New Data Shows Meth Is Making A Big Comeback Among College Kids

college meth use


It was unimaginable twenty years ago that rural American was at risk of becoming part of the junkie statistic. But it didn’t take long for the nation to spiral into the depths of an opioid epidemic. The gateway to this hellish surrender to feel good substances is largely blamed on doctors and their willingness to dole out prescription painkillers to any patient who walked through their door complaining about a backache. An overabundance of pain pills was then distributed, shared, stolen or sold on the black market.

Through the screws of addiction, it eventually became more cost effective for some of these pill poppers to disregard expensive hydrocodone and oxycodone and graduate to heroin. What was once a drug made almost exclusively available to rock stars and Hollywood’s elite has become a relatively inexpensive way for regular Americans to get high. Sadly, it took more than 60,000 people dying every year from pills and powder before the U.S government even acknowledged that there might be a problem.

But while the nation was trying to figure out how to remedy opioid addiction, most forgot about the scourge of methamphetamine. Some might even say that meth is a dead scene. But the latest federal data shows this dangerous drug is making a comeback among college-aged Americans.

The 2017 National Survey on Drug Use and Health, which was published by the Substance Abuse and Mental Health Services Administration, earlier last week, shows that people between the ages of 18 and 25, a demographic the study refers to as “transitional aged youth,” are using more methamphetamine now than heroin and other opioids.

Hard Drugs


In fact, this age group is apparently using more drugs these days than in times past. The study found that they are also drinking more alcohol, smoking more marijuana, snorting cocaine and dropping acid at a rate higher than their younger and older counterparts.

But they are doing less heroin. The report finds there were 81,000 new heroin users in 2017, compared to 170,000 in 2016.

Addiction specialists say the transition from heroin to methamphetamine was predictable. Because the media scared this age group by suggesting that their heroin might be laced with fentanyl, some of these people have abandoned smack and simply found an alternative high. In some cases, however, drug users with a loyal affinity to heroin have opted to invest in cheap drug testing kits to make sure their dope checks out.

“People still want to alter their mental state,” said psychiatrist Sally Satel in an interview with USA Today. “So they look for what’s cheap and what’s available and the reputation of the drug.”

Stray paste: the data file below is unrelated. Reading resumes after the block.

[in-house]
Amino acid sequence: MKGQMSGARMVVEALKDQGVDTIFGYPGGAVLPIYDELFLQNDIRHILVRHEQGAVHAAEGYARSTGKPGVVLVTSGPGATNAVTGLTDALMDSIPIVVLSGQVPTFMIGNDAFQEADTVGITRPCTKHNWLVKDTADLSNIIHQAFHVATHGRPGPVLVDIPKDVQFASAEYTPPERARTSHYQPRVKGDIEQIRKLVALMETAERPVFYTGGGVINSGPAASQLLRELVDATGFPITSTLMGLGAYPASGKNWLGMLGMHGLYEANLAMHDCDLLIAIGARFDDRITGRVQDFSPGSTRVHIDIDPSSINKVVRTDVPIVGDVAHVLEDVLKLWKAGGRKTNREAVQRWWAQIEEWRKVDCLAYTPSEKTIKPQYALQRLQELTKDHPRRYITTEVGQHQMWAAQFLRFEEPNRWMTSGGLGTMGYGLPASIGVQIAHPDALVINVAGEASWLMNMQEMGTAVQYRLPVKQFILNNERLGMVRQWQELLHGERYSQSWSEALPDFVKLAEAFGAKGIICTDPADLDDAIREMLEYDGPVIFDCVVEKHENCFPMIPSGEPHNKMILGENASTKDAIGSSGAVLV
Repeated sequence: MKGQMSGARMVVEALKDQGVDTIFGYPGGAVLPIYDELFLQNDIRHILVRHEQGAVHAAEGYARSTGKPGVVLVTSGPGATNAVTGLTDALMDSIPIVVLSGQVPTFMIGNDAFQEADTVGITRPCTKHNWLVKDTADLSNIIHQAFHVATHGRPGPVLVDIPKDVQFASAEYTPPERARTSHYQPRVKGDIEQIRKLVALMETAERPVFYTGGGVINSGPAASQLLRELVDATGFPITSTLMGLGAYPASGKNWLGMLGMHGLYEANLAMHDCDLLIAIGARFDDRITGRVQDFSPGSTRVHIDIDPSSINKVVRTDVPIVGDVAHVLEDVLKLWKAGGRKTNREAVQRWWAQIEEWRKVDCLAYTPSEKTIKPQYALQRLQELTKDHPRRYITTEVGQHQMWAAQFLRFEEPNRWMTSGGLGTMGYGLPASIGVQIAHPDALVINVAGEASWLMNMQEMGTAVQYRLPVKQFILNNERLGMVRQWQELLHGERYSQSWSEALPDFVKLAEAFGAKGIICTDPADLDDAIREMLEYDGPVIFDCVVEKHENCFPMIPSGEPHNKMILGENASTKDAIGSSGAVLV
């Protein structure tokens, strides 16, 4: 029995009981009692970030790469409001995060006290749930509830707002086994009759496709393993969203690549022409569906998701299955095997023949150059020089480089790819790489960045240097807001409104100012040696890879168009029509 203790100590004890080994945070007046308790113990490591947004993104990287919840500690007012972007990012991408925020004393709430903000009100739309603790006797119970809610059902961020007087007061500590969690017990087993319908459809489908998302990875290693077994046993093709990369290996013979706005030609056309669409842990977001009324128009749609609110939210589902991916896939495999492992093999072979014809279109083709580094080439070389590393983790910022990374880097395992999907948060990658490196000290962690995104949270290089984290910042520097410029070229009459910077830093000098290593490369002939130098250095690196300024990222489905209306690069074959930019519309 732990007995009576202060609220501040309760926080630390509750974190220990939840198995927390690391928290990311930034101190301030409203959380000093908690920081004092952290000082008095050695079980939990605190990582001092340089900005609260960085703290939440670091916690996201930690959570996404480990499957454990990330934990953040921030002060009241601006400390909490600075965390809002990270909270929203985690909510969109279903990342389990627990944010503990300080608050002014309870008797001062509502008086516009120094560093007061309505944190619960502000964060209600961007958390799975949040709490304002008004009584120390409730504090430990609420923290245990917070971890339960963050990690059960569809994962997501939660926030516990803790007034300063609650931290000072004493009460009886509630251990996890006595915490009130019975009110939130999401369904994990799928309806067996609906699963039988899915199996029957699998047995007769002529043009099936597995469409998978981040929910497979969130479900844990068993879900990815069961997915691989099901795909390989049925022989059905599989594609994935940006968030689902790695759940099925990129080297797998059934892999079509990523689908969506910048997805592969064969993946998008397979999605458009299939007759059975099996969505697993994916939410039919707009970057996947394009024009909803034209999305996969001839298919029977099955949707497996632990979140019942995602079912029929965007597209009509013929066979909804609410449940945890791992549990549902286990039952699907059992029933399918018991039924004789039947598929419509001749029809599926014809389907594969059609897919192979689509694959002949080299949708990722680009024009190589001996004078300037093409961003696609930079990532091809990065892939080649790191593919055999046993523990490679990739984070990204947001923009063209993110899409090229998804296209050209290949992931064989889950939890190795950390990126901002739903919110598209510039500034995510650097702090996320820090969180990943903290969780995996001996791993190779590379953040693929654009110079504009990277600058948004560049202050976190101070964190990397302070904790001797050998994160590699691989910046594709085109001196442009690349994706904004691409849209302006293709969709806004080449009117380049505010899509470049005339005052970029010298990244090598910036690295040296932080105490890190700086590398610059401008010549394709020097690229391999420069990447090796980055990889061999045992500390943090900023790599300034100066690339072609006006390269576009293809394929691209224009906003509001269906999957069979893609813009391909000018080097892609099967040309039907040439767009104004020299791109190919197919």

But evidence has been mounting over the past year that shows heroin and meth is being used either in conjunction or as a way to balance each other out. Nearly a year ago, a report from High Times showed that meth was poised to become the next American drug crisis. A study referenced in the article found that “fifty-eight percent of positive heroin screens [In Alaska] also showed the presence of methamphetamine.”

Some addiction experts say this combination (called speedball) is often used to produce euphoria while also preventing the user from getting “shaky and paranoid.” In states like Ohio, overdose victims are increasing testing positive for meth. Some officials believe that the popularity of study drugs like Adderall and Ritalin have made it less intimidating for young people to experiment with cocaine and meth. Drug cartels are reportedly now making this decision easier by selling meth in pill form.

Some of the latest data from the Centers for Disease Control and Prevention shows that approximately 8,000 people die every year from an overdose on methamphetamine. This number is expected to increase exponentially over the next few years.

It is conceivable that if something isn’t done to help curb the problem, it could, perhaps with the next decade, spiral into a disaster comparable to the nation’s issue with opioids.

Mike Adams is a freelance writer for High Times, Cannabis Now, and Forbes. You can follow him on FacebookTwitter, and Instagram.

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